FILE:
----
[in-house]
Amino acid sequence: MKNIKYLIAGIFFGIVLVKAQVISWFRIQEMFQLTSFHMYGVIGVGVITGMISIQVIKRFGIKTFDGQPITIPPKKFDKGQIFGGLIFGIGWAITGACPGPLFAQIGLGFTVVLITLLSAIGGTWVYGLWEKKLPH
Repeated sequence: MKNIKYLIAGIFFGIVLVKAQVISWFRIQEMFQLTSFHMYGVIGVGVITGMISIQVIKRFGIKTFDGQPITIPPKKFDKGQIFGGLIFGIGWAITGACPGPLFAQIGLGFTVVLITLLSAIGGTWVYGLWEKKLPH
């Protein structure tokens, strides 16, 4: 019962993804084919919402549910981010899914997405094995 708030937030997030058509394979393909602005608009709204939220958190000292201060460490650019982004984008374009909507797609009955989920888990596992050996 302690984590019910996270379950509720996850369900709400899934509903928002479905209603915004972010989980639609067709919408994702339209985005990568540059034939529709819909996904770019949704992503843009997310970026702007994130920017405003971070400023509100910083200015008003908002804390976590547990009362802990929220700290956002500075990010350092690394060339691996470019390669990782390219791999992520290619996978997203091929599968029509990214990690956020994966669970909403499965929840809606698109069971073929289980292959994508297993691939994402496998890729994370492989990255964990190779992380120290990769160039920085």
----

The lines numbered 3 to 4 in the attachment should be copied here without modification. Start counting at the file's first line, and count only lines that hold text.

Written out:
Repeated sequence: MKNIKYLIAGIFFGIVLVKAQVISWFRIQEMFQLTSFHMYGVIGVGVITGMISIQVIKRFGIKTFDGQPITIPPKKFDKGQIFGGLIFGIGWAITGACPGPLFAQIGLGFTVVLITLLSAIGGTWVYGLWEKKLPH
């Protein structure tokens, strides 16, 4: 019962993804084919919402549910981010899914997405094995 708030937030997030058509394979393909602005608009709204939220958190000292201060460490650019982004984008374009909507797609009955989920888990596992050996 302690984590019910996270379950509720996850369900709400899934509903928002479905209603915004972010989980639609067709919408994702339209985005990568540059034939529709819909996904770019949704992503843009997310970026702007994130920017405003971070400023509100910083200015008003908002804390976590547990009362802990929220700290956002500075990010350092690394060339691996470019390669990782390219791999992520290619996978997203091929599968029509990214990690956020994966669970909403499965929840809606698109069971073929289980292959994508297993691939994402496998890729994370492989990255964990190779992380120290990769160039920085």